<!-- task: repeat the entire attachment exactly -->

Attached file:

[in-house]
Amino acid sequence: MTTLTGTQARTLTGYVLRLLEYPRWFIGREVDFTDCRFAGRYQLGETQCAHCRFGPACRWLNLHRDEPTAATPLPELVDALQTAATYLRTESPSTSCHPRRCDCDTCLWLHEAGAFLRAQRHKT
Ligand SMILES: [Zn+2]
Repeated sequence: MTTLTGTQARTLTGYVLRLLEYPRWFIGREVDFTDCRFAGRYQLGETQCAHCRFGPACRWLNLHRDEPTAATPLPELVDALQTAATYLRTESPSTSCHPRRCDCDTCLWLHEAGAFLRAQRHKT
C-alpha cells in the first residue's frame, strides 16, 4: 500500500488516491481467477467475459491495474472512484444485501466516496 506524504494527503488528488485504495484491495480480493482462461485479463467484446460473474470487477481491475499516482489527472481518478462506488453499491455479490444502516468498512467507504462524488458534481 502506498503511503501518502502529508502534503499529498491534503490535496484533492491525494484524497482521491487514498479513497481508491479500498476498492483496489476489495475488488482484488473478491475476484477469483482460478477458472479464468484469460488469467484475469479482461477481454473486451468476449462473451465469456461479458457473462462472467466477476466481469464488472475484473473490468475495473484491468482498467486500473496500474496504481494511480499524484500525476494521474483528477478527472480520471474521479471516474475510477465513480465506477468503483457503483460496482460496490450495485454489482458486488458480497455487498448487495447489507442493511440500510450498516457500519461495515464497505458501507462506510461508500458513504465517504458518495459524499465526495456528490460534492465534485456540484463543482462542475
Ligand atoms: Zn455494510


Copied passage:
[in-house]
Amino acid sequence: MTTLTGTQARTLTGYVLRLLEYPRWFIGREVDFTDCRFAGRYQLGETQCAHCRFGPACRWLNLHRDEPTAATPLPELVDALQTAATYLRTESPSTSCHPRRCDCDTCLWLHEAGAFLRAQRHKT
Ligand SMILES: [Zn+2]
Repeated sequence: MTTLTGTQARTLTGYVLRLLEYPRWFIGREVDFTDCRFAGRYQLGETQCAHCRFGPACRWLNLHRDEPTAATPLPELVDALQTAATYLRTESPSTSCHPRRCDCDTCLWLHEAGAFLRAQRHKT
C-alpha cells in the first residue's frame, strides 16, 4: 500500500488516491481467477467475459491495474472512484444485501466516496 506524504494527503488528488485504495484491495480480493482462461485479463467484446460473474470487477481491475499516482489527472481518478462506488453499491455479490444502516468498512467507504462524488458534481 502506498503511503501518502502529508502534503499529498491534503490535496484533492491525494484524497482521491487514498479513497481508491479500498476498492483496489476489495475488488482484488473478491475476484477469483482460478477458472479464468484469460488469467484475469479482461477481454473486451468476449462473451465469456461479458457473462462472467466477476466481469464488472475484473473490468475495473484491468482498467486500473496500474496504481494511480499524484500525476494521474483528477478527472480520471474521479471516474475510477465513480465506477468503483457503483460496482460496490450495485454489482458486488458480497455487498448487495447489507442493511440500510450498516457500519461495515464497505458501507462506510461508500458513504465517504458518495459524499465526495456528490460534492465534485456540484463543482462542475
Ligand atoms: Zn455494510